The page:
A friend of mine went to the emergency department because she had severe pain in her right lower abdomen. She received a laparoscope and was notified that she required surgery immediately to get her appendix removed. While the on-call anesthesiologist was caring for a mother in labour leaving her and other patients waiting for care. She waited several hours to get access to an anesthesiologist to receive medical care before her surgical procedure. After her surgery, the surgeon stated her appendix was really severe, and they were lucky enough to perform surgery before it ruptured. If she had waited longer her appendix could’ve ruptured, and it would’ve been very dangerous and life-threatening. Based on this experience I will examine how the shortage of anesthesiologists is affecting the quality of care Canadians receive. Then, I will outline some possible strategies to help eliminate this shortage. The groups that will be considered are governments, healthcare organizations, and policymakers.
By 2051, it is expected one in five Canadians will be 65 years or older, compared to 17 per cent currently (Canadian Medical Association, 2010). There’s no doubt that this will gradually put a strain on the country’s healthcare system (Gulli & Lunau, 2008 p.1). Due to Canada’s aging population, and the lack of government foresight in health policies there is a shortage of anaesthesiologists, in some provinces of Canada particularly in the rural areas (Canadian Medicine Journal, 2007). Anaesthesiologists are specialist physicians who provide critical care to prevent or relieve pain of patients during surgical or other medical procedures (American Society of Anesthesiologists, 2008). This paper will address how the challenges in health human resource policies and planning are worsening the shortage of anaesthesiologists and how recruiting and retaining more anaesthesiologists, facilitating the entry of international medical graduates and recruiting anaesthesia assistants will alleviate this shortage.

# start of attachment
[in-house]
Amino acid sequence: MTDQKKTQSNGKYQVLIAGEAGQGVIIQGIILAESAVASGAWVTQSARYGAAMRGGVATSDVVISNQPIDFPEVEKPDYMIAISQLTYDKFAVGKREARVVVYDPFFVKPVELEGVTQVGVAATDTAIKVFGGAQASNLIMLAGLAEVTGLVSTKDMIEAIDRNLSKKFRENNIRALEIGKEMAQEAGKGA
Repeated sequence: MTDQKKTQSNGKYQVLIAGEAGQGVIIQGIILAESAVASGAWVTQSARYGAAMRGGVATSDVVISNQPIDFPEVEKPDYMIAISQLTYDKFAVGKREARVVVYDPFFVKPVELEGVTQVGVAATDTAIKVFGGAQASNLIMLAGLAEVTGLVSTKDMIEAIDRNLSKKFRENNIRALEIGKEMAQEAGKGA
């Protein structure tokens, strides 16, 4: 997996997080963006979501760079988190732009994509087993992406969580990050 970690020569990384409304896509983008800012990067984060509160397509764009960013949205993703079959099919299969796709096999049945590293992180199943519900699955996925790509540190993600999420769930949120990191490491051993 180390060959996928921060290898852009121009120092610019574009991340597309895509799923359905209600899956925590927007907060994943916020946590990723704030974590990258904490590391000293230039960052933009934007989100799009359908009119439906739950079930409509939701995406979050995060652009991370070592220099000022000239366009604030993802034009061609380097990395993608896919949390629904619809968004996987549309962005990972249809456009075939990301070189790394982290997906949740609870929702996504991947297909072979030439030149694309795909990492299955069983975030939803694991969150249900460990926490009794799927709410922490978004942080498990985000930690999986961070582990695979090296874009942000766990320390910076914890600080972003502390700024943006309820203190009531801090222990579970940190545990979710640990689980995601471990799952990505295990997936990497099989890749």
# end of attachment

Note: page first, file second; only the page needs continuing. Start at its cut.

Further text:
Challenges in Future-Planning
Extensive Wait Times for Surgeries
Canada’s health care system assures universality, portability, and accessibility; disappointingly, not all Canadians have access to specialists and facilities. Many patients face long wait times or do not have access to anesthetic and surgical care because the inadequate supply of anaesthesiologists for demand of Canada’s aging population. For instance, a woman experiencing severe pain in her right lower abdomen may endure excessive wait time to receive pain relief and life-saving care. However, surgical or other medical procedures can only be performed if patients have access to an anaesthesiologist. Despite government promises, and the billions of dollars funnelled into the Canadian healthcare system, the average wait time for surgeries in Ontario is approximately 14.3 weeks (Barua, Rovere & Skinner, 2011).
Waste of Tax Dollars
Moreover, hundreds of millions of taxpayer dollars are wasted...